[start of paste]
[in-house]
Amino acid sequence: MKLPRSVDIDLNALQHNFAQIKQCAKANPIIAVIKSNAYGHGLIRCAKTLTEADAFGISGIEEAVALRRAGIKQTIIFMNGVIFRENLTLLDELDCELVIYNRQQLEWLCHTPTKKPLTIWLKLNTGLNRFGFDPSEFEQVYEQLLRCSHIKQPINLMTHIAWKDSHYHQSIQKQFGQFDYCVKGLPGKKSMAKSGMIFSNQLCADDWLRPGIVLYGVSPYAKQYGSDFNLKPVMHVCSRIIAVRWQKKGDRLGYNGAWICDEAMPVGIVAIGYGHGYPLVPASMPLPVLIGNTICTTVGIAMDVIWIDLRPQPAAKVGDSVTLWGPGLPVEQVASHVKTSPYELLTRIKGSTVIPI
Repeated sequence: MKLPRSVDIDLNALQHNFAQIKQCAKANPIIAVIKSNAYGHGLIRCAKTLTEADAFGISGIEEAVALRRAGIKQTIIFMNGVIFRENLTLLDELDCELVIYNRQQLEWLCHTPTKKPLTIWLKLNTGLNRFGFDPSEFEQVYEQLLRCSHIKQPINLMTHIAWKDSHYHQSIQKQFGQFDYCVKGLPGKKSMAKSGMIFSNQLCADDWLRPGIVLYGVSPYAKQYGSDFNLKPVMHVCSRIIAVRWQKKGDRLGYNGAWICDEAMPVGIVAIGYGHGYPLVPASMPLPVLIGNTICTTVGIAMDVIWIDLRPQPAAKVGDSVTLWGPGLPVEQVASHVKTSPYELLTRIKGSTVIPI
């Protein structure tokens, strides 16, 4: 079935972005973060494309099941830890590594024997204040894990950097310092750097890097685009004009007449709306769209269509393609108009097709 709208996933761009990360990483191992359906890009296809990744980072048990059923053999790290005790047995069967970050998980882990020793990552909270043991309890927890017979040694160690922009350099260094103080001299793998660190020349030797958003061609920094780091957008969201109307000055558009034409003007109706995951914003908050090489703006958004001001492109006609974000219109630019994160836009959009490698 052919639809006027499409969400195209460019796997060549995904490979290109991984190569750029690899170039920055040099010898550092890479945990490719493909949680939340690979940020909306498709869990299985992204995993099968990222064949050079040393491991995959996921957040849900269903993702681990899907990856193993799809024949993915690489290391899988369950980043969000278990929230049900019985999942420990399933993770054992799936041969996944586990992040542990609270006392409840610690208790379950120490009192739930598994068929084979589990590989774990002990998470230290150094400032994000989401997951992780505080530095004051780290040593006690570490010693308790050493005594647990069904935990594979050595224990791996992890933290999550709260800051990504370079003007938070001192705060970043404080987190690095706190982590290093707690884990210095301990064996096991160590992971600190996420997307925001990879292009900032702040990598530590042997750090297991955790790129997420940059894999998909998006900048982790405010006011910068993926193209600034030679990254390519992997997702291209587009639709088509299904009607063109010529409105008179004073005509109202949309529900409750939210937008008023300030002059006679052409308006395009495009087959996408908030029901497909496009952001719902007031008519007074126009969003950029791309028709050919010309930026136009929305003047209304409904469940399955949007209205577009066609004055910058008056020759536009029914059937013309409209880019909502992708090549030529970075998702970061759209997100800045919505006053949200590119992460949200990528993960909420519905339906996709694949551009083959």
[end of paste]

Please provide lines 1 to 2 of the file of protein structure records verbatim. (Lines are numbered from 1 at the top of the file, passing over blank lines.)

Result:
[in-house]
Amino acid sequence: MKLPRSVDIDLNALQHNFAQIKQCAKANPIIAVIKSNAYGHGLIRCAKTLTEADAFGISGIEEAVALRRAGIKQTIIFMNGVIFRENLTLLDELDCELVIYNRQQLEWLCHTPTKKPLTIWLKLNTGLNRFGFDPSEFEQVYEQLLRCSHIKQPINLMTHIAWKDSHYHQSIQKQFGQFDYCVKGLPGKKSMAKSGMIFSNQLCADDWLRPGIVLYGVSPYAKQYGSDFNLKPVMHVCSRIIAVRWQKKGDRLGYNGAWICDEAMPVGIVAIGYGHGYPLVPASMPLPVLIGNTICTTVGIAMDVIWIDLRPQPAAKVGDSVTLWGPGLPVEQVASHVKTSPYELLTRIKGSTVIPI